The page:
By MTHANDAZO NYONI
So dire is the situation that some have gone for more than a year without receiving their forex allocation.
Zimbabwe is facing severe forex challenges owing to low production levels, forcing companies to source it from outside the formal channels at a high premium.
Despite the central bank prioritising productive and critical areas such as fuel and health, industry officials and analysts say RBZ has failed to implement its priority list policy.
“Largely, what we are seeing is that there has not been much progress in terms of availability of forex. Some companies have gone as long as six months, some seven months depending on which sector you are in (without getting forex).
“Some have gone for one year and some none,” Zimbabwe National Chamber of Commerce Matabeleland chapter chairman, Golden Muoni said.
“The small to medium enterprises are not getting anything out of this because they are not a priority.
“They look at big companies and big corporates.
“The foreign currency issue is becoming more of a problem and its becoming worse.
“Our prayers are that let the elections come and go maybe the focus would be on the economy.
“Honestly speaking, the industry is not getting anything. There is nothing that we can talk about foreign currency. Problems are getting worse by the day.”
Association for Business in Zimbabwe chief executive, Victor Nyoni concurred, saying the situation was getting worse.
“The reality is that RBZ does not generate foreign currency,” he explained.
“Companies, especially in our mines and the manufacturing sectors, are supposed to generate the much needed forex. The problem we have is that the economy is not performing and the sectors that are supposed to generate forex are subdued.”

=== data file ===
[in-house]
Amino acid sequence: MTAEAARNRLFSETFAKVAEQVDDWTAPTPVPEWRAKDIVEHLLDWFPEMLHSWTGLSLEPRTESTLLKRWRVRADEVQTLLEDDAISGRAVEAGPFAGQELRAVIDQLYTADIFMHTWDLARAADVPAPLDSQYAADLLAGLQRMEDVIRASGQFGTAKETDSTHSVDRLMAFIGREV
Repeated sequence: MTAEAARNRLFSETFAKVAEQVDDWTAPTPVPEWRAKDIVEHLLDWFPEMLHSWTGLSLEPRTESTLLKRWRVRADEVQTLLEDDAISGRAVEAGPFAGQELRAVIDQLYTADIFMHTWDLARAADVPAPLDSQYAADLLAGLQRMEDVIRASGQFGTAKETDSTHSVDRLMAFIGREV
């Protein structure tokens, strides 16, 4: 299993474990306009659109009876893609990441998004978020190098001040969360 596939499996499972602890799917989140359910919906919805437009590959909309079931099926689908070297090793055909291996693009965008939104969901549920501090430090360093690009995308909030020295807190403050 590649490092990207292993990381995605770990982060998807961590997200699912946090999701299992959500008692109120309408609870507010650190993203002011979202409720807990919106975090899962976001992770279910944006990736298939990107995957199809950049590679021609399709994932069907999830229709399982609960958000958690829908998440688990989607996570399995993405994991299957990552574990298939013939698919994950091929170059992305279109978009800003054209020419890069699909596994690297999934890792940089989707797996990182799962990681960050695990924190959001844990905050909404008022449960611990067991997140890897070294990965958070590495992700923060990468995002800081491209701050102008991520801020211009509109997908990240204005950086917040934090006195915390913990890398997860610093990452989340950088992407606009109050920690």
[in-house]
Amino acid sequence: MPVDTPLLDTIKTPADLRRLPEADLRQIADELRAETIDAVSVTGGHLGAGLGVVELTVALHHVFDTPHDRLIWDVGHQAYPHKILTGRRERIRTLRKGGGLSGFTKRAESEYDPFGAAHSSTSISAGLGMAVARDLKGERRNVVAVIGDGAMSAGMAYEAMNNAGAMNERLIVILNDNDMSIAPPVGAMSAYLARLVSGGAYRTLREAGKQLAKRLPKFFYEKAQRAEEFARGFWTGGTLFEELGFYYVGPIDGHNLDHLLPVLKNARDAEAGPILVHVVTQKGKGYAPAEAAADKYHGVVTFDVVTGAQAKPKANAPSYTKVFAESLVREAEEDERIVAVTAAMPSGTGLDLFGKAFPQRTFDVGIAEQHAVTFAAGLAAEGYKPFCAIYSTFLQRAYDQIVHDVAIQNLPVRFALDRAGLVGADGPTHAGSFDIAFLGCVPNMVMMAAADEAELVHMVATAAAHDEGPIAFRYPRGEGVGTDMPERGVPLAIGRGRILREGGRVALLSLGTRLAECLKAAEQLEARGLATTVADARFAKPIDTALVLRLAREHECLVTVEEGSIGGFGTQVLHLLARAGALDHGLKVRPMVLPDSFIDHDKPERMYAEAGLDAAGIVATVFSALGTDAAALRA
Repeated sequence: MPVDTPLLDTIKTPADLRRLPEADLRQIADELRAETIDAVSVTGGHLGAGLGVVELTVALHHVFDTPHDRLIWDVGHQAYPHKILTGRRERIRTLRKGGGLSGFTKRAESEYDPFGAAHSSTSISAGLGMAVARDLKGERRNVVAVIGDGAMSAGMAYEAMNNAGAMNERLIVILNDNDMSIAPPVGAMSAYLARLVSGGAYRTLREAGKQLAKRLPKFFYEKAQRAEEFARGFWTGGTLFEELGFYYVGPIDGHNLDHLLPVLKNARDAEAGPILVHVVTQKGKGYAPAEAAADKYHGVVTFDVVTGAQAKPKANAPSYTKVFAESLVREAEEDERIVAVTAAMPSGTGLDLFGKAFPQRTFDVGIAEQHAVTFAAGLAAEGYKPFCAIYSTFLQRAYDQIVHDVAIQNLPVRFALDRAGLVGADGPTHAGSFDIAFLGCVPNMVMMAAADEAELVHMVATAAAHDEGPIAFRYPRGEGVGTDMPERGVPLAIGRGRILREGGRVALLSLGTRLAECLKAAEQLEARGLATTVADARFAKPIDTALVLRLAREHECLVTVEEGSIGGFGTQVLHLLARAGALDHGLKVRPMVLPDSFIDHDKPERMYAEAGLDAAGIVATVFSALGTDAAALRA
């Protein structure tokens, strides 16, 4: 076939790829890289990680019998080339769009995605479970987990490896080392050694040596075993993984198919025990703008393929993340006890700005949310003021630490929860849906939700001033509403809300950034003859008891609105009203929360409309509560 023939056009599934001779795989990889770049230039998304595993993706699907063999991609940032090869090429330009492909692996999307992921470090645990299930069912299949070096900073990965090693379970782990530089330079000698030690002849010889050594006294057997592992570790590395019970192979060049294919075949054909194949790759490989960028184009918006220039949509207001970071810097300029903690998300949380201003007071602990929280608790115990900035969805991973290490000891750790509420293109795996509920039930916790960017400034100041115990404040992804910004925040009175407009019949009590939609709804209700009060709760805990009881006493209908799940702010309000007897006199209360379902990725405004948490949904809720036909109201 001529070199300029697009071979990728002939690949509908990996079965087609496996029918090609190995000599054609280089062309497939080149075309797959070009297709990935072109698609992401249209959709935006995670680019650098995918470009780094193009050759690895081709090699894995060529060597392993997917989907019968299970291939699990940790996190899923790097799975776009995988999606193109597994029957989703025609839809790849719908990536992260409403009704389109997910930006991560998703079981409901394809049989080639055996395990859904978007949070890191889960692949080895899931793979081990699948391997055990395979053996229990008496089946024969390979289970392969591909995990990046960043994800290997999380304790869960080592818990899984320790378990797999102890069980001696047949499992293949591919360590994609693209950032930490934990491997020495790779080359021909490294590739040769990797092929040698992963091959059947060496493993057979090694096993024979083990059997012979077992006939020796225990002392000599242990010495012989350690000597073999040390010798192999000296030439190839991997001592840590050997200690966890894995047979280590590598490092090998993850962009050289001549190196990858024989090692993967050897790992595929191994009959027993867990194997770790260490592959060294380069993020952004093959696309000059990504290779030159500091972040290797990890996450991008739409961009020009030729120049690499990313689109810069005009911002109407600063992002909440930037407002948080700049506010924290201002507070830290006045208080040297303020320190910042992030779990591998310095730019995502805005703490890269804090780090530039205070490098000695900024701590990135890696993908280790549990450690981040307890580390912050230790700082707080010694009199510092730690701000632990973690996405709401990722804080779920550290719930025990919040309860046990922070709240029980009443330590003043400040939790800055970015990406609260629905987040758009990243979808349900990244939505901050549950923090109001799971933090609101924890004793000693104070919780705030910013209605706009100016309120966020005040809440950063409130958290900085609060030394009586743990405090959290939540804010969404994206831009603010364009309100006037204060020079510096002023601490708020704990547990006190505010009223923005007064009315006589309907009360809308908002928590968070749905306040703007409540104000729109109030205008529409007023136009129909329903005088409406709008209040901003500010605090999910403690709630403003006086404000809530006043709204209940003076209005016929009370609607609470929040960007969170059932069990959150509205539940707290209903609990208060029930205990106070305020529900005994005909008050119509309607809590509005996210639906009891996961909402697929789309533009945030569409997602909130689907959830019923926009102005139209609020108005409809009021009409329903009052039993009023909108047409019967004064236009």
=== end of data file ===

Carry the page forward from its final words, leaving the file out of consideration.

Nyoni said the government had not proffered a solution to the forex crisis that is not dependant on the productive sector.
This, he said, has created an “egg and hen” scenario.
“The little forex being generated is, therefore, pushed into buying fuel.
“This is understandable because fuel is also an important input for almost all companies.
“However, the RBZ must strike a balance between allocating to the fuel sector and manufacturing companies.
“The increase in the allocation of forex to fuel importers is in itself not a bad thing, but must take into account the situation in our manufacturing sector, which is on the verge of closing up shop,” he said.
Zimbabwe Clothing Manufacturers’ Association chairperson, Jeremy Youmans said the issue was not the shortages of foreign currency in the country.
“We spend up to $20 million a month in importing crude cooking oil when we could grow and utilise enough cotton and soya seed to supply all the cooking oil ourselves.
“There is an allocation problem.
“Firstly, many imported finished goods can cope with costing in the premium on the black market for forex and so they are plentiful, however, local manufacturers cannot pass on the inflated cost of sourcing forex into their products and still be price competitive.
“So, they cannot use the informal channels to get forex.”
Youmans said the more finished goods the country imports the less demand for locally manufactured ones
“If the local manufacturers are also starved of forex to import the raw materials they need to import because they are not made in Zimbabwe, they cannot produce, and we continue on a path of de-industrialisation,” he said.